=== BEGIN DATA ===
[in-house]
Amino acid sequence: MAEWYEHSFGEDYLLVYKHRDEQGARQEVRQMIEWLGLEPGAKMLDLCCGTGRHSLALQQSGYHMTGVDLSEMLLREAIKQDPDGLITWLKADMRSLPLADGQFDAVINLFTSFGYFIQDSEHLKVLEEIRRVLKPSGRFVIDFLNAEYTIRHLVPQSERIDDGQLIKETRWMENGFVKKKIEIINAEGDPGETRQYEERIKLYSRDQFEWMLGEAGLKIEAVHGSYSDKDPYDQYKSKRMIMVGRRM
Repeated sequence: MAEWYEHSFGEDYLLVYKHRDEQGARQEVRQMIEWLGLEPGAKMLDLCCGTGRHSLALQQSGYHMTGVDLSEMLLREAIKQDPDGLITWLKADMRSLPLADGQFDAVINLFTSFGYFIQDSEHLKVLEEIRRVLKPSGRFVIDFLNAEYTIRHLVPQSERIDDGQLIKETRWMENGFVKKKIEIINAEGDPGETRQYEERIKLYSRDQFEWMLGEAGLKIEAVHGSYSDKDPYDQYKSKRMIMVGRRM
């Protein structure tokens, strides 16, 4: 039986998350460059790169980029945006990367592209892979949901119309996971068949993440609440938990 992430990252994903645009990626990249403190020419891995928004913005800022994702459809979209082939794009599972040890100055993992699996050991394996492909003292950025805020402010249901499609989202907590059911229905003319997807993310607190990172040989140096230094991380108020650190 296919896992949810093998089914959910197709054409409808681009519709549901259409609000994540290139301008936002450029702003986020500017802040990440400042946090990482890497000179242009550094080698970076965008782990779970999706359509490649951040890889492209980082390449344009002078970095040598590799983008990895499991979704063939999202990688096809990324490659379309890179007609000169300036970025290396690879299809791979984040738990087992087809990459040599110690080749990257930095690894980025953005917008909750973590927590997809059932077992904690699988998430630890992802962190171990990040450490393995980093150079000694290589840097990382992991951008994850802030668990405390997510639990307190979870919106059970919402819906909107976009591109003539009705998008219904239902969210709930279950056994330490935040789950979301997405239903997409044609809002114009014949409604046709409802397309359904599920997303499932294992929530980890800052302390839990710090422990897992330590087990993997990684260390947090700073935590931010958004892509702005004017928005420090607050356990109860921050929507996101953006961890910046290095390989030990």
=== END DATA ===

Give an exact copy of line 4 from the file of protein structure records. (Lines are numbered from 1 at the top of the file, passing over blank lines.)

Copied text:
């Protein structure tokens, strides 16, 4: 039986998350460059790169980029945006990367592209892979949901119309996971068949993440609440938990 992430990252994903645009990626990249403190020419891995928004913005800022994702459809979209082939794009599972040890100055993992699996050991394996492909003292950025805020402010249901499609989202907590059911229905003319997807993310607190990172040989140096230094991380108020650190 296919896992949810093998089914959910197709054409409808681009519709549901259409609000994540290139301008936002450029702003986020500017802040990440400042946090990482890497000179242009550094080698970076965008782990779970999706359509490649951040890889492209980082390449344009002078970095040598590799983008990895499991979704063939999202990688096809990324490659379309890179007609000169300036970025290396690879299809791979984040738990087992087809990459040599110690080749990257930095690894980025953005917008909750973590927590997809059932077992904690699988998430630890992802962190171990990040450490393995980093150079000694290589840097990382992991951008994850802030668990405390997510639990307190979870919106059970919402819906909107976009591109003539009705998008219904239902969210709930279950056994330490935040789950979301997405239903997409044609809002114009014949409604046709409802397309359904599920997303499932294992929530980890800052302390839990710090422990897992330590087990993997990684260390947090700073935590931010958004892509702005004017928005420090607050356990109860921050929507996101953006961890910046290095390989030990």